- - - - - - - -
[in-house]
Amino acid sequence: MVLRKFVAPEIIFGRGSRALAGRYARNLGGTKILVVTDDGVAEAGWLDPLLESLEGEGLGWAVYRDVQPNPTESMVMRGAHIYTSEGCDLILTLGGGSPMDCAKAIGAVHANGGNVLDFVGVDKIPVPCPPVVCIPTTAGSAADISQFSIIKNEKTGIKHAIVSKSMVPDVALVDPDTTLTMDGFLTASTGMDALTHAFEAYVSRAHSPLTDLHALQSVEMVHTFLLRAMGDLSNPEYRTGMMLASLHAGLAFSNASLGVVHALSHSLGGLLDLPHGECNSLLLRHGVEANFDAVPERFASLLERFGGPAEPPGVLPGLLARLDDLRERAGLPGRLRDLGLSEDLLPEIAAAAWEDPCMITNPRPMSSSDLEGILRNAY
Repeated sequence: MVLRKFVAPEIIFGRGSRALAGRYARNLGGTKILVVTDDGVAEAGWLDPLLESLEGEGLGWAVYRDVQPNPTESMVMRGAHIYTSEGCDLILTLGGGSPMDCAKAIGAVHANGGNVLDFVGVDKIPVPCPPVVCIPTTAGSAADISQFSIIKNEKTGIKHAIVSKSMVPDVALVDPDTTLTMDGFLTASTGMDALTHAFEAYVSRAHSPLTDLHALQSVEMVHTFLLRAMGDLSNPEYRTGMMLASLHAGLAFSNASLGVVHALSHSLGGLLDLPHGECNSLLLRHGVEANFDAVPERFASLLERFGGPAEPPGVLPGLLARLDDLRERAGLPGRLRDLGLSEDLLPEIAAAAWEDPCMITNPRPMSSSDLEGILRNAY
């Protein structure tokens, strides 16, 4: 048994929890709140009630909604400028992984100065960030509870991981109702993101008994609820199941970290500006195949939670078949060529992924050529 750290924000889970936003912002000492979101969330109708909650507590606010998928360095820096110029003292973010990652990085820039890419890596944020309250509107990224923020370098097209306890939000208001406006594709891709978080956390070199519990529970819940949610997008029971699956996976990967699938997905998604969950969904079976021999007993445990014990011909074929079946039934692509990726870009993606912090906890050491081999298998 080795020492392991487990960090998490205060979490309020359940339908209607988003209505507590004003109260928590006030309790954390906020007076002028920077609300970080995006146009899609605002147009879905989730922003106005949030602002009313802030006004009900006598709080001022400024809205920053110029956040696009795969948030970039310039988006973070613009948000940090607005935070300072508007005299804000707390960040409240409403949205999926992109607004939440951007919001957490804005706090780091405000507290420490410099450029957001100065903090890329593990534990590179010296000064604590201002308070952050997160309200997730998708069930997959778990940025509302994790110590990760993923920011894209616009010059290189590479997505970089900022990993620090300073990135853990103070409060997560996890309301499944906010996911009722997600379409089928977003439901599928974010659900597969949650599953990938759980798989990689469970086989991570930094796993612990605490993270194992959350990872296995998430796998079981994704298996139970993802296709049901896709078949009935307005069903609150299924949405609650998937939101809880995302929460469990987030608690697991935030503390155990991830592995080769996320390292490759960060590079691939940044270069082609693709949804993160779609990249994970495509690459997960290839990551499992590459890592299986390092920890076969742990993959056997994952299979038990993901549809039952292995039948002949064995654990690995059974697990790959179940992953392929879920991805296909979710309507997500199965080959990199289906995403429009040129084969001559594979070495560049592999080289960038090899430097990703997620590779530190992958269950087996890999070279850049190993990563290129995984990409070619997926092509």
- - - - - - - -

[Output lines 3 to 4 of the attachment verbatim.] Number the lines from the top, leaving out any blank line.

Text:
Repeated sequence: MVLRKFVAPEIIFGRGSRALAGRYARNLGGTKILVVTDDGVAEAGWLDPLLESLEGEGLGWAVYRDVQPNPTESMVMRGAHIYTSEGCDLILTLGGGSPMDCAKAIGAVHANGGNVLDFVGVDKIPVPCPPVVCIPTTAGSAADISQFSIIKNEKTGIKHAIVSKSMVPDVALVDPDTTLTMDGFLTASTGMDALTHAFEAYVSRAHSPLTDLHALQSVEMVHTFLLRAMGDLSNPEYRTGMMLASLHAGLAFSNASLGVVHALSHSLGGLLDLPHGECNSLLLRHGVEANFDAVPERFASLLERFGGPAEPPGVLPGLLARLDDLRERAGLPGRLRDLGLSEDLLPEIAAAAWEDPCMITNPRPMSSSDLEGILRNAY
């Protein structure tokens, strides 16, 4: 048994929890709140009630909604400028992984100065960030509870991981109702993101008994609820199941970290500006195949939670078949060529992924050529 750290924000889970936003912002000492979101969330109708909650507590606010998928360095820096110029003292973010990652990085820039890419890596944020309250509107990224923020370098097209306890939000208001406006594709891709978080956390070199519990529970819940949610997008029971699956996976990967699938997905998604969950969904079976021999007993445990014990011909074929079946039934692509990726870009993606912090906890050491081999298998 080795020492392991487990960090998490205060979490309020359940339908209607988003209505507590004003109260928590006030309790954390906020007076002028920077609300970080995006146009899609605002147009879905989730922003106005949030602002009313802030006004009900006598709080001022400024809205920053110029956040696009795969948030970039310039988006973070613009948000940090607005935070300072508007005299804000707390960040409240409403949205999926992109607004939440951007919001957490804005706090780091405000507290420490410099450029957001100065903090890329593990534990590179010296000064604590201002308070952050997160309200997730998708069930997959778990940025509302994790110590990760993923920011894209616009010059290189590479997505970089900022990993620090300073990135853990103070409060997560996890309301499944906010996911009722997600379409089928977003439901599928974010659900597969949650599953990938759980798989990689469970086989991570930094796993612990605490993270194992959350990872296995998430796998079981994704298996139970993802296709049901896709078949009935307005069903609150299924949405609650998937939101809880995302929460469990987030608690697991935030503390155990991830592995080769996320390292490759960060590079691939940044270069082609693709949804993160779609990249994970495509690459997960290839990551499992590459890592299986390092920890076969742990993959056997994952299979038990993901549809039952292995039948002949064995654990690995059974697990790959179940992953392929879920991805296909979710309507997500199965080959990199289906995403429009040129084969001559594979070495560049592999080289960038090899430097990703997620590779530190992958269950087996890999070279850049190993990563290129995984990409070619997926092509």